Letter from David Phips to Colonel Jonathan Snelling regarding escort of Governor Hutchinson to Harvard Commencement, 1773 July 12

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Content Notes

David Phips wrote this letter to Colonel Jonathan Snelling from Cambridge on July 12, 1773, to inform him that Massachusetts Governor Thomas Hutchinson had requested the accompaniment of guards during his travels from Milton to Cambridge on July 21, 1773, to attend the Harvard College Commencement exercises. In the letter, Phips informs Snelling that he has issued warrants to the guards, instructing them to congregate at the Sign of the Grey Hound in Roxbury, Massachusetts at eight o'clock on the morning of the 21st. He explains that twelve other men will march, under the command of Sub-Brigadier Sumner, to the Governor's home in Milton to escort him to Roxbury, where the larger party will assemble. These heightened security measures were certainly prompted by political unrest, although this is not stated explicitly in the letter. Phips concludes by saying: "I shall order a dinner for us at Bradish's, where I hope to have the pleasure to dine with you."

Biographical Notes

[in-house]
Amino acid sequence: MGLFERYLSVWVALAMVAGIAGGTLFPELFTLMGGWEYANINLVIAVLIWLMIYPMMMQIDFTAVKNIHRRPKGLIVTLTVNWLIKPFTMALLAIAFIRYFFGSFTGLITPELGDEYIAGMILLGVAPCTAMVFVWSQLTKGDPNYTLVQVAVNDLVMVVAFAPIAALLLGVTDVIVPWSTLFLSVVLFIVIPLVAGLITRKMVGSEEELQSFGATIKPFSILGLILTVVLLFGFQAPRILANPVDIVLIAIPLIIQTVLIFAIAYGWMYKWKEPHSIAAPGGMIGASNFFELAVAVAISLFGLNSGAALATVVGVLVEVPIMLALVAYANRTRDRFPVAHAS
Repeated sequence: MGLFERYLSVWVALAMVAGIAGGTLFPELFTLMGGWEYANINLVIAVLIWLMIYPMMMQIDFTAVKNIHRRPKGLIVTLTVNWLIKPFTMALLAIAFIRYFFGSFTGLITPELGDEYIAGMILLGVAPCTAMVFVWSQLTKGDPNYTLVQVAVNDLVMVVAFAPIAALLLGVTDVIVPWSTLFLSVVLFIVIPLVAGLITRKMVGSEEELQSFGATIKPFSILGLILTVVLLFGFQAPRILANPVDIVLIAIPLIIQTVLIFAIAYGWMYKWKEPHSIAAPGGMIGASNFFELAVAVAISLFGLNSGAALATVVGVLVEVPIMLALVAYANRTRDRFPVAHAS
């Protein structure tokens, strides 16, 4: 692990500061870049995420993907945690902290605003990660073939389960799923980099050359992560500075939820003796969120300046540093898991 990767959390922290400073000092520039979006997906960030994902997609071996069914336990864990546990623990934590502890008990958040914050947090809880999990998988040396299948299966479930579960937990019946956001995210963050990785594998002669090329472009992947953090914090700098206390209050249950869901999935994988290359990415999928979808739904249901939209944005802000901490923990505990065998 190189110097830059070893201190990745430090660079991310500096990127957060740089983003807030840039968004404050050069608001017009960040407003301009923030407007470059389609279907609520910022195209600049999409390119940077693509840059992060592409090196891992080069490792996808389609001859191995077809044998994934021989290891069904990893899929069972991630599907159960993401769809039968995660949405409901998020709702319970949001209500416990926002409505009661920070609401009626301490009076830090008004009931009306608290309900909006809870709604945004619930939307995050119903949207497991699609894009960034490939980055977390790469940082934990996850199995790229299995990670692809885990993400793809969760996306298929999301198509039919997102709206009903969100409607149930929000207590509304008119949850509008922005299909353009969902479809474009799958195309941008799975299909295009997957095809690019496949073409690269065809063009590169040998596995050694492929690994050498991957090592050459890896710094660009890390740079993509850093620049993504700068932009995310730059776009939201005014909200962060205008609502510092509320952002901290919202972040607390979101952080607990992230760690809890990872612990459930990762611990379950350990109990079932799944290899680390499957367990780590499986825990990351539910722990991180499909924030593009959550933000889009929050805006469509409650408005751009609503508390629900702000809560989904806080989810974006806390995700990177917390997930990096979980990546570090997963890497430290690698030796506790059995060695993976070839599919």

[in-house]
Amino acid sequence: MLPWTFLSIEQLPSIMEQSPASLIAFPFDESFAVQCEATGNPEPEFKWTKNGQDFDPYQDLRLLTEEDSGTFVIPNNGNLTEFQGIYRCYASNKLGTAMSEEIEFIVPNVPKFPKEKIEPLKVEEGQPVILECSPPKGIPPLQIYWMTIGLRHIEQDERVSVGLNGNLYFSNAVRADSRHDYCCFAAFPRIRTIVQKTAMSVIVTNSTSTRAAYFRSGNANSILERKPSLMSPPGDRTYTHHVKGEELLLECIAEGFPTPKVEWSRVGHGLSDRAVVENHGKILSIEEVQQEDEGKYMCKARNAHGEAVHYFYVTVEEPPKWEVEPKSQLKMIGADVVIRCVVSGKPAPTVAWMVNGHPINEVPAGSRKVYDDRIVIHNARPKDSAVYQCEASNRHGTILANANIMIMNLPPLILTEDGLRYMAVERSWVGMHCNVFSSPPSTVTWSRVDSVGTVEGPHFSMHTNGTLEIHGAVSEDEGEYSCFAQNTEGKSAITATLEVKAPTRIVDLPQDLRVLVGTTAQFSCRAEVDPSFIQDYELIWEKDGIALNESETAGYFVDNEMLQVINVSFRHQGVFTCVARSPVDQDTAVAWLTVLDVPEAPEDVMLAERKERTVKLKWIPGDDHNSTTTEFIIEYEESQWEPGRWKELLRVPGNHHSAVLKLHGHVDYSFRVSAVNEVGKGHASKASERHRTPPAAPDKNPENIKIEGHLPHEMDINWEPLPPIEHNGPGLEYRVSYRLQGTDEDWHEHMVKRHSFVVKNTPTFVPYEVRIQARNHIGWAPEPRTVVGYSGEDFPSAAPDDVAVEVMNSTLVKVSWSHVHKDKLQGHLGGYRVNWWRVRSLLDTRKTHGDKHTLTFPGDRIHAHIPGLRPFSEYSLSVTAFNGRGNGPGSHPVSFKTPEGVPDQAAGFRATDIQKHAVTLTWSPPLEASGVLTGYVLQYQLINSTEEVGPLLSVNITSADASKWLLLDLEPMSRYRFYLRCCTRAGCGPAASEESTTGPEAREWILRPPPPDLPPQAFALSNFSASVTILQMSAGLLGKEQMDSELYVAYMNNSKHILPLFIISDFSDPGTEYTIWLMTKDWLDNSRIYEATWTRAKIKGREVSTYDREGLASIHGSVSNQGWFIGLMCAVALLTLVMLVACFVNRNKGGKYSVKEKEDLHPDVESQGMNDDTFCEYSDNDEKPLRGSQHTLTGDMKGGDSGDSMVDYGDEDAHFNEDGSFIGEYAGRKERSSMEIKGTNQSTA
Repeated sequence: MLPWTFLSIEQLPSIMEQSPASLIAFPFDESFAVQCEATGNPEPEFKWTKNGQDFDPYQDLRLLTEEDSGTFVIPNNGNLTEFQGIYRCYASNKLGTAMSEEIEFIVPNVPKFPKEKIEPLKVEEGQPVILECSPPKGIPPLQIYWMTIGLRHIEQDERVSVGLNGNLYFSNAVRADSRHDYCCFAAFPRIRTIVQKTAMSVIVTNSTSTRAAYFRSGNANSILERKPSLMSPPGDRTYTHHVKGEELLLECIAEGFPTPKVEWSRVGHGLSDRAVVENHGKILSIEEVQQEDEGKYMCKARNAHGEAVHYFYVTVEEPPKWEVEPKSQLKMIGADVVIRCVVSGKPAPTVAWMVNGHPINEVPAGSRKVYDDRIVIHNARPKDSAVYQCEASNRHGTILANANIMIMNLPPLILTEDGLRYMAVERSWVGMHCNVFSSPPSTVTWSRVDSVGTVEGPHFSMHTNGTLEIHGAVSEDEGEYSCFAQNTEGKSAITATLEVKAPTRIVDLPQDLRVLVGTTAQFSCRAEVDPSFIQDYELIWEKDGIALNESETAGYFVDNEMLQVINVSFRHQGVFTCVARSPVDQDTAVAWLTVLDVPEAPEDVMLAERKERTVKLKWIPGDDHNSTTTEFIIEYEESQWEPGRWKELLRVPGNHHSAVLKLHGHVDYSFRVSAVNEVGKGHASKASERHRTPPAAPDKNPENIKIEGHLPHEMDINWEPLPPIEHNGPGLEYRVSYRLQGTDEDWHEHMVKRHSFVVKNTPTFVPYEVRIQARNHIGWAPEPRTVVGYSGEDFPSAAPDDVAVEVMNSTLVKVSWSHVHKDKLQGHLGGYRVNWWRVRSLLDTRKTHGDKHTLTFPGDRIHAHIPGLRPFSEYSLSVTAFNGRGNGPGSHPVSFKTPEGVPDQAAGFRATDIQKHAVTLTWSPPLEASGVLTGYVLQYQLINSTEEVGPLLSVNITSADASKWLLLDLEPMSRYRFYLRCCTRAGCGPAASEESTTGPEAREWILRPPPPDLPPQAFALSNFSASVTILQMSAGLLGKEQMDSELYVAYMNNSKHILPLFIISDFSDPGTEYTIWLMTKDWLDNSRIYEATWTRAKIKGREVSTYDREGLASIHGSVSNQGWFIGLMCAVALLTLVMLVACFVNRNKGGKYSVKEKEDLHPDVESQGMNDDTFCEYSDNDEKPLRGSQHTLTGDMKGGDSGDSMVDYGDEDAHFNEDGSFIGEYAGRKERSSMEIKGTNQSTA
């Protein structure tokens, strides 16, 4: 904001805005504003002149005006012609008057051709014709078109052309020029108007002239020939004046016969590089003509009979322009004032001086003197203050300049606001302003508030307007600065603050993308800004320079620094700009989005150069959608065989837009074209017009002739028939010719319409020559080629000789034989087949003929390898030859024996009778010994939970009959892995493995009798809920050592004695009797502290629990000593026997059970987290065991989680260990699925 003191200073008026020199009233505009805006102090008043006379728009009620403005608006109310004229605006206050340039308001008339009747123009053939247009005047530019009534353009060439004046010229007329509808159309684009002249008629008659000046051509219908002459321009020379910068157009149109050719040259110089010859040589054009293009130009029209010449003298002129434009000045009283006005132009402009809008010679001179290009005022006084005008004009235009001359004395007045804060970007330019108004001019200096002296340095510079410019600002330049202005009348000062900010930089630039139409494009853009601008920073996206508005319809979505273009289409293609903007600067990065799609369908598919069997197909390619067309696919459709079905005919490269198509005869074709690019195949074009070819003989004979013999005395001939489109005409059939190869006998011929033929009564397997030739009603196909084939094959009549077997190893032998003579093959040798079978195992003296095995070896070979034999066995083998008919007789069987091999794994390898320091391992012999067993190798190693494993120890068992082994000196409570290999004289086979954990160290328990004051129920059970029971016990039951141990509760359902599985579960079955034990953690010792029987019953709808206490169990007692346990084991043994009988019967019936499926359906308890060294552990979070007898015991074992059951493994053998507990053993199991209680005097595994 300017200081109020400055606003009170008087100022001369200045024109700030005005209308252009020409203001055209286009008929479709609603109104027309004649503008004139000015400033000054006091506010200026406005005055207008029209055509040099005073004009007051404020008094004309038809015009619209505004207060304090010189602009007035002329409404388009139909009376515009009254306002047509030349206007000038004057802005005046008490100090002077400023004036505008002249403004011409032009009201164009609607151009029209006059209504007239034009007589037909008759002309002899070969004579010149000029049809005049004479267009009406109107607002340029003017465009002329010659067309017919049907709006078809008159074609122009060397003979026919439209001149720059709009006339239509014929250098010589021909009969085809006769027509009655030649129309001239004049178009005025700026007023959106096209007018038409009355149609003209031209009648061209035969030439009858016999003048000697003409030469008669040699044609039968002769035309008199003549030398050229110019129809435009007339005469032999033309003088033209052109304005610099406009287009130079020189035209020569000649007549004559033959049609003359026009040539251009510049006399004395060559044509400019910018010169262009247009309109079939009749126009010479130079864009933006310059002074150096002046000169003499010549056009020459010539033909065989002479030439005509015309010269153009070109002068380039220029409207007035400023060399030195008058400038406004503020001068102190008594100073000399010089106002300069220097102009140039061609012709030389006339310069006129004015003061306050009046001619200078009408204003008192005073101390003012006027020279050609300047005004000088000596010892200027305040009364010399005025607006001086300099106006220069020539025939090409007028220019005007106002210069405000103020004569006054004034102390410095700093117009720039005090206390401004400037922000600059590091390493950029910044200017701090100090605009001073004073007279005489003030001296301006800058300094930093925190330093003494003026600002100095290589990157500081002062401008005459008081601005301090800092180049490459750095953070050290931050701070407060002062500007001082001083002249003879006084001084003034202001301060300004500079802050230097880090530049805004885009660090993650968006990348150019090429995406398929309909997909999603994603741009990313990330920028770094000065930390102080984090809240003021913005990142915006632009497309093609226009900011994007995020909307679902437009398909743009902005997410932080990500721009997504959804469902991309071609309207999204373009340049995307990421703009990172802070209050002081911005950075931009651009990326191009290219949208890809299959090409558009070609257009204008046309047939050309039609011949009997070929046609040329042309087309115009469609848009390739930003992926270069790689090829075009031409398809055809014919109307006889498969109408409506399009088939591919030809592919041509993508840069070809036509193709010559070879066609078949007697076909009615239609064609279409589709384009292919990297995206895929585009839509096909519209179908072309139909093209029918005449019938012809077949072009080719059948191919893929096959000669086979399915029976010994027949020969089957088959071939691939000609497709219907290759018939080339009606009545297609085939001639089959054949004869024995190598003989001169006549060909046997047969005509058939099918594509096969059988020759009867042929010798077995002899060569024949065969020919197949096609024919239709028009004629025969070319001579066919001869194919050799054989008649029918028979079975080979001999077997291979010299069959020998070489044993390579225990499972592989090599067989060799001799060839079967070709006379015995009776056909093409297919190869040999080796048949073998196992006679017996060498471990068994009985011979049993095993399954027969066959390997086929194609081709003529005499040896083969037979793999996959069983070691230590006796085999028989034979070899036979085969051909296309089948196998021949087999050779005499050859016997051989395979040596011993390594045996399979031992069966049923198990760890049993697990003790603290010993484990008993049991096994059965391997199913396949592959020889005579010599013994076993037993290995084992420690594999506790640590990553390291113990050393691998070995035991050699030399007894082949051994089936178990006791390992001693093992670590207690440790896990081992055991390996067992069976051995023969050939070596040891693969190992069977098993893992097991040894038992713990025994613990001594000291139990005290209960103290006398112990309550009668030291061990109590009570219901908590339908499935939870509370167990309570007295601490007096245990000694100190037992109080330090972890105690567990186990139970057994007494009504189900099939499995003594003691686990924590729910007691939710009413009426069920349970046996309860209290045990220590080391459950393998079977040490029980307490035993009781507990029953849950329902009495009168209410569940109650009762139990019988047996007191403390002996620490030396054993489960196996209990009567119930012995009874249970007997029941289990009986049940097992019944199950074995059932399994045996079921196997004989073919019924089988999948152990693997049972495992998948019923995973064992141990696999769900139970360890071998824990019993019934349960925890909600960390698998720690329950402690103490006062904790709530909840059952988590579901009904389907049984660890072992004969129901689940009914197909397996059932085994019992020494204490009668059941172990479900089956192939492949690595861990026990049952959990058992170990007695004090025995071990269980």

Loyalist David Phips (1724-1811) was born in Cambridge, Massachusetts on September 25, 1724. His father, Spencer Phips, served twice as Acting Governor of the Province of Massachusetts Bay and his mother was Elizabeth (Hutchinson) Phips; David was their only son. He attended Harvard College, receiving an A.B. in 1741 and an A.M. in 1744. He served as a captain in the Louisbourg expedition, and when the Seven Years' War was concluded he was appointed a Justice of the Peace for Middlesex County. Phips married Mary Greenleaf on September 13, 1753, and in that same year served a single term in the House of Representatives. He later served in the French and Indian War, and at that war's conclusion was appointed Sheriff of Middlesex County. In 1771, he was commissioned captain with the rank of colonel of the Middlesex County horse troop, formerly commanded by his father. He was an adamant Loyalist and was driven from his home at the outbreak of the American Revolution. He fled with his family to Halifax, Nova Scotia, and later served as master and commander in the British Navy. In 1782, his ship was captured by the French and he was held captive in Boston; he was released seven months later and returned to England, where he remained. David Phips died in Bath, England on July 7, 1811.|Little biographical information is available for Jonathan Snelling (1734-1782). It is known that he served as Commander of the Guard of the Governor of the Province of Massachusetts Bay. He was a Loyalist and evacuated to Halifax before the outbreak of the American Revolution; he died there in 1782, having been listed in the Banishment Act of the State of Massachusetts in 1778 and thus forbidden to return. He had at least two sons, Jonathan and Samuel; his son Jonathan married a daughter of Foster Hutchinson and died in Halifax in 1809. (Information found in The memorial history of Boston, including Suffolk County, Massachusetts. 1630-1880, volume 3, edited by Justin Winsor).